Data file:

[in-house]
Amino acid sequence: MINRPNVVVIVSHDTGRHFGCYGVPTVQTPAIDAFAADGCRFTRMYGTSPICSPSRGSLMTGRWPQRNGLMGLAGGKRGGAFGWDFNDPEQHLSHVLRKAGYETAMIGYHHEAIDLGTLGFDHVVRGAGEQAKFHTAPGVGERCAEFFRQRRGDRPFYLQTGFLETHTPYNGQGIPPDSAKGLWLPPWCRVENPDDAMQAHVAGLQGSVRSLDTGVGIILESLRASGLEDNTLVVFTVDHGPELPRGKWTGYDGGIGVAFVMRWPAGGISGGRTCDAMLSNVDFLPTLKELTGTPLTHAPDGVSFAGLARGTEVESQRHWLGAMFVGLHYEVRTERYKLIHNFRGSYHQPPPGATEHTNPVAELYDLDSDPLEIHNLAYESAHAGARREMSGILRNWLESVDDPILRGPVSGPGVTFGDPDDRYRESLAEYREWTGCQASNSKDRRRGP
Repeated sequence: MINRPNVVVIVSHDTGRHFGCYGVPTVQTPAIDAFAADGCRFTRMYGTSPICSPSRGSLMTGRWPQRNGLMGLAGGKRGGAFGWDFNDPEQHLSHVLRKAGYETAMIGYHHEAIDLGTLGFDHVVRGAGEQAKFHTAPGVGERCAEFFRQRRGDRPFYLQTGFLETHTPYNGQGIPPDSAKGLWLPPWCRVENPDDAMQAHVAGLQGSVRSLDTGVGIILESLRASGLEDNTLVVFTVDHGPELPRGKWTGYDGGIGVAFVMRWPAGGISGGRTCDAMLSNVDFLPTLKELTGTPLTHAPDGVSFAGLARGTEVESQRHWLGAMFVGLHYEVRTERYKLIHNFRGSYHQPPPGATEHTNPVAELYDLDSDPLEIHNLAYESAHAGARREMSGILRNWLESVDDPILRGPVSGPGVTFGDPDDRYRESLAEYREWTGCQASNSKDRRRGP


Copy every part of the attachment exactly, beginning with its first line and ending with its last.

[in-house]
Amino acid sequence: MINRPNVVVIVSHDTGRHFGCYGVPTVQTPAIDAFAADGCRFTRMYGTSPICSPSRGSLMTGRWPQRNGLMGLAGGKRGGAFGWDFNDPEQHLSHVLRKAGYETAMIGYHHEAIDLGTLGFDHVVRGAGEQAKFHTAPGVGERCAEFFRQRRGDRPFYLQTGFLETHTPYNGQGIPPDSAKGLWLPPWCRVENPDDAMQAHVAGLQGSVRSLDTGVGIILESLRASGLEDNTLVVFTVDHGPELPRGKWTGYDGGIGVAFVMRWPAGGISGGRTCDAMLSNVDFLPTLKELTGTPLTHAPDGVSFAGLARGTEVESQRHWLGAMFVGLHYEVRTERYKLIHNFRGSYHQPPPGATEHTNPVAELYDLDSDPLEIHNLAYESAHAGARREMSGILRNWLESVDDPILRGPVSGPGVTFGDPDDRYRESLAEYREWTGCQASNSKDRRRGP
Repeated sequence: MINRPNVVVIVSHDTGRHFGCYGVPTVQTPAIDAFAADGCRFTRMYGTSPICSPSRGSLMTGRWPQRNGLMGLAGGKRGGAFGWDFNDPEQHLSHVLRKAGYETAMIGYHHEAIDLGTLGFDHVVRGAGEQAKFHTAPGVGERCAEFFRQRRGDRPFYLQTGFLETHTPYNGQGIPPDSAKGLWLPPWCRVENPDDAMQAHVAGLQGSVRSLDTGVGIILESLRASGLEDNTLVVFTVDHGPELPRGKWTGYDGGIGVAFVMRWPAGGISGGRTCDAMLSNVDFLPTLKELTGTPLTHAPDGVSFAGLARGTEVESQRHWLGAMFVGLHYEVRTERYKLIHNFRGSYHQPPPGATEHTNPVAELYDLDSDPLEIHNLAYESAHAGARREMSGILRNWLESVDDPILRGPVSGPGVTFGDPDDRYRESLAEYREWTGCQASNSKDRRRGP